Walk Away From Your Story: The Writer’s Reset

I’m not saying to completely abandon your masterpiece. I’m not saying your story sucks so badly that it doesn’t deserve any more attention from you. What I’m saying is to walk away from it — for now.

Yes, you read that correctly. Stop staring at the screen, hoping the words jumbled in your brain are going to magically make your fingers dance on the keyboard and create an amazing story. And put that pen down before your hand cramps up to the point where you’re not going to want to write for days. What I’m saying is to walk away from it — for now.


And I’m not saying this because writers often experience writer’s block, although this technique is definitely a cure for it. What I’m saying is that walking away from your story not only gives your eyes and brain a break (of course), but it gives you, the writer, the opportunity to reset your creativity and gain a new perspective on your story. So, what I’m saying is to walk away from it — for now.


Yes, I know. You already have great ideas for your story that’ll get your readers going and a perspective that no one has touched. That’s great, but give yourself some breaks along the way as walking away from your story helps you think more clearly, boost your energy level, and surprisingly lead you to ideas you’ve never thought of before.


The best story ideas and perspectives arrive when you least expect it — in the shower, driving to work, in your dreams, watching TV. And if you haven’t noticed, all of these activities are generally performed while you’re away from your story. I’m quite sure there are some scientific findings and theories behind that, but separation anxiety from writing is in fact a healthy thing that needs to happen in order for your story to mature into adulthood and into the publishing world.


For How Long?

Set your story aside for a certain period of time — five minutes, one hour, two weeks, one month, etc. Place it where you or anyone else cannot see it. Then after that time is up, revisit your story, and I guarantee that you’ll have a new idea or different perspective about your story. Keep doing this until you come back to your story and have no changes. And when that happens, your story just might be ready for the next stage of its publishing life.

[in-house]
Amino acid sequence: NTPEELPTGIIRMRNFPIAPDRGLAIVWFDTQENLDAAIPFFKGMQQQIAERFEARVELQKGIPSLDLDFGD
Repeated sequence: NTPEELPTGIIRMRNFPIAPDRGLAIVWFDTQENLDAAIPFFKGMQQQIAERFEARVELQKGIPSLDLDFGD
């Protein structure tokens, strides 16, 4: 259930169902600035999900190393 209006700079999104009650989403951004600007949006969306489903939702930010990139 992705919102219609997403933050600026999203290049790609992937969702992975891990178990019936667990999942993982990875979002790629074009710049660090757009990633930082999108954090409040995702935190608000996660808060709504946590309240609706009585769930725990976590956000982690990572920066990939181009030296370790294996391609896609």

What Can You Do In The Meantime?


Take a Nap. Attempting to write with heavy eyelids is one of the worst things to experience. If you are sleepy or feel exhausted, don’t fight it. Get some rest for about 30 minutes to an hour. When you wake up, drink a glass of water, coffee, tea (or whatever arouses your creative juices), and get back to it.


Exercise. Or, do something close to it, if exercising is not your thing. Go for a quick walk or jog. Or, catch up on some cleaning around the house. Get your body moving by doing something that’ll get your blood flowing.


Start a Conversation. Don’t text; that obviously defeats the purpose. Give someone a call and talk about something other than your book.


Travel. Changing your environment allows you to see things you often don’t see on a regular basis. Whether your destination is a quick half-hour drive away or a 20-hour flight across the world, take in the sights and absorb the new vibe around you.



Overall, step away from your manuscript for a second, and get involved in activities that are unrelated to writing to reset your mind for writing again. After all, creativity can come randomly and in many forms, so prepare for its arrival. Then, with a clear mind, finish that story and get ready to excite your readers for years to come.


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